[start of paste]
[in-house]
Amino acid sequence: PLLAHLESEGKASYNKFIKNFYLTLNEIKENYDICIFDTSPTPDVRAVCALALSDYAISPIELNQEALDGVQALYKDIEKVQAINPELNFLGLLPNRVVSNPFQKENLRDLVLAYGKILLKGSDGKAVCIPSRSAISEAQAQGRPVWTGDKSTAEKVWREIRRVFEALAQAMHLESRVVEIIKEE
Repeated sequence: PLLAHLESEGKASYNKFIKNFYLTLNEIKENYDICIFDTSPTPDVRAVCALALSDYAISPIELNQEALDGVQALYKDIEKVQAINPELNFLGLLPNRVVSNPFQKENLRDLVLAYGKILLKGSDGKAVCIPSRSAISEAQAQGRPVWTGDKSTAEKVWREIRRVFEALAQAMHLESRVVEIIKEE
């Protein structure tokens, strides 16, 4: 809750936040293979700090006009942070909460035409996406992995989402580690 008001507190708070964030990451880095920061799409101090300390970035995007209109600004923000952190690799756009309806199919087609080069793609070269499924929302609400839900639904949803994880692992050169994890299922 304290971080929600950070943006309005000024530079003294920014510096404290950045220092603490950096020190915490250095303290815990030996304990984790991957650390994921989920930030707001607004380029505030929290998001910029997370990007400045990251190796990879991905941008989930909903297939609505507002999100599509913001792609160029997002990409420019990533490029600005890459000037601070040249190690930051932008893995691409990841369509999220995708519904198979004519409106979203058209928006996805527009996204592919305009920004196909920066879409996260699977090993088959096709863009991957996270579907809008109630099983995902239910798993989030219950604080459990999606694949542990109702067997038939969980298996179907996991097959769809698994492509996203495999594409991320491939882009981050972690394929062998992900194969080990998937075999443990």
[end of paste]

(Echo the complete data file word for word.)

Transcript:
[in-house]
Amino acid sequence: PLLAHLESEGKASYNKFIKNFYLTLNEIKENYDICIFDTSPTPDVRAVCALALSDYAISPIELNQEALDGVQALYKDIEKVQAINPELNFLGLLPNRVVSNPFQKENLRDLVLAYGKILLKGSDGKAVCIPSRSAISEAQAQGRPVWTGDKSTAEKVWREIRRVFEALAQAMHLESRVVEIIKEE
Repeated sequence: PLLAHLESEGKASYNKFIKNFYLTLNEIKENYDICIFDTSPTPDVRAVCALALSDYAISPIELNQEALDGVQALYKDIEKVQAINPELNFLGLLPNRVVSNPFQKENLRDLVLAYGKILLKGSDGKAVCIPSRSAISEAQAQGRPVWTGDKSTAEKVWREIRRVFEALAQAMHLESRVVEIIKEE
């Protein structure tokens, strides 16, 4: 809750936040293979700090006009942070909460035409996406992995989402580690 008001507190708070964030990451880095920061799409101090300390970035995007209109600004923000952190690799756009309806199919087609080069793609070269499924929302609400839900639904949803994880692992050169994890299922 304290971080929600950070943006309005000024530079003294920014510096404290950045220092603490950096020190915490250095303290815990030996304990984790991957650390994921989920930030707001607004380029505030929290998001910029997370990007400045990251190796990879991905941008989930909903297939609505507002999100599509913001792609160029997002990409420019990533490029600005890459000037601070040249190690930051932008893995691409990841369509999220995708519904198979004519409106979203058209928006996805527009996204592919305009920004196909920066879409996260699977090993088959096709863009991957996270579907809008109630099983995902239910798993989030219950604080459990999606694949542990109702067997038939969980298996179907996991097959769809698994492509996203495999594409991320491939882009981050972690394929062998992900194969080990998937075999443990």